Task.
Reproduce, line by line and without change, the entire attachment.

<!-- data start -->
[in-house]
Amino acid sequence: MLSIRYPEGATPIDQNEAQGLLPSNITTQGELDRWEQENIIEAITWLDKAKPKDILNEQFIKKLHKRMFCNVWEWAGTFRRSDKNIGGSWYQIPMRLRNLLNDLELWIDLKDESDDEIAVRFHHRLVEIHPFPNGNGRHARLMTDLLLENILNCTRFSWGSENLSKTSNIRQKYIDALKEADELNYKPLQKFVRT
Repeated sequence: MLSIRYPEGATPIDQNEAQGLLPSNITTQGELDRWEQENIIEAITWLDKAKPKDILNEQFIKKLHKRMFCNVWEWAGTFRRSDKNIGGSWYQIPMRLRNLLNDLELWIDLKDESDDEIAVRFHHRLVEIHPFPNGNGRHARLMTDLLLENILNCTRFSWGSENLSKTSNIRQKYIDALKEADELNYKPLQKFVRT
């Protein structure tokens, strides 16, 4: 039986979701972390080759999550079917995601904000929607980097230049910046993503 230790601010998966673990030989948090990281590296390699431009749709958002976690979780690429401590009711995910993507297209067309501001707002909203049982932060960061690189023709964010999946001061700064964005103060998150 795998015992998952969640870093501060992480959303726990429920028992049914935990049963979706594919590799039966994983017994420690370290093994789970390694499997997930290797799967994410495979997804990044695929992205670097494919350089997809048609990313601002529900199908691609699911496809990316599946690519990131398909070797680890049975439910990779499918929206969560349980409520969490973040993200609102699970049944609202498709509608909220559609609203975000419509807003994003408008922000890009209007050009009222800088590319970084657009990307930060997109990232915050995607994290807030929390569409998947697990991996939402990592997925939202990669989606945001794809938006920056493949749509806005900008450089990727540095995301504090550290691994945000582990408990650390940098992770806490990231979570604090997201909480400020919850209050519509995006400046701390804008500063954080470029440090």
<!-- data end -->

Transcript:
[in-house]
Amino acid sequence: MLSIRYPEGATPIDQNEAQGLLPSNITTQGELDRWEQENIIEAITWLDKAKPKDILNEQFIKKLHKRMFCNVWEWAGTFRRSDKNIGGSWYQIPMRLRNLLNDLELWIDLKDESDDEIAVRFHHRLVEIHPFPNGNGRHARLMTDLLLENILNCTRFSWGSENLSKTSNIRQKYIDALKEADELNYKPLQKFVRT
Repeated sequence: MLSIRYPEGATPIDQNEAQGLLPSNITTQGELDRWEQENIIEAITWLDKAKPKDILNEQFIKKLHKRMFCNVWEWAGTFRRSDKNIGGSWYQIPMRLRNLLNDLELWIDLKDESDDEIAVRFHHRLVEIHPFPNGNGRHARLMTDLLLENILNCTRFSWGSENLSKTSNIRQKYIDALKEADELNYKPLQKFVRT
């Protein structure tokens, strides 16, 4: 039986979701972390080759999550079917995601904000929607980097230049910046993503 230790601010998966673990030989948090990281590296390699431009749709958002976690979780690429401590009711995910993507297209067309501001707002909203049982932060960061690189023709964010999946001061700064964005103060998150 795998015992998952969640870093501060992480959303726990429920028992049914935990049963979706594919590799039966994983017994420690370290093994789970390694499997997930290797799967994410495979997804990044695929992205670097494919350089997809048609990313601002529900199908691609699911496809990316599946690519990131398909070797680890049975439910990779499918929206969560349980409520969490973040993200609102699970049944609202498709509608909220559609609203975000419509807003994003408008922000890009209007050009009222800088590319970084657009990307930060997109990232915050995607994290807030929390569409998947697990991996939402990592997925939202990669989606945001794809938006920056493949749509806005900008450089990727540095995301504090550290691994945000582990408990650390940098992770806490990231979570604090997201909480400020919850209050519509995006400046701390804008500063954080470029440090």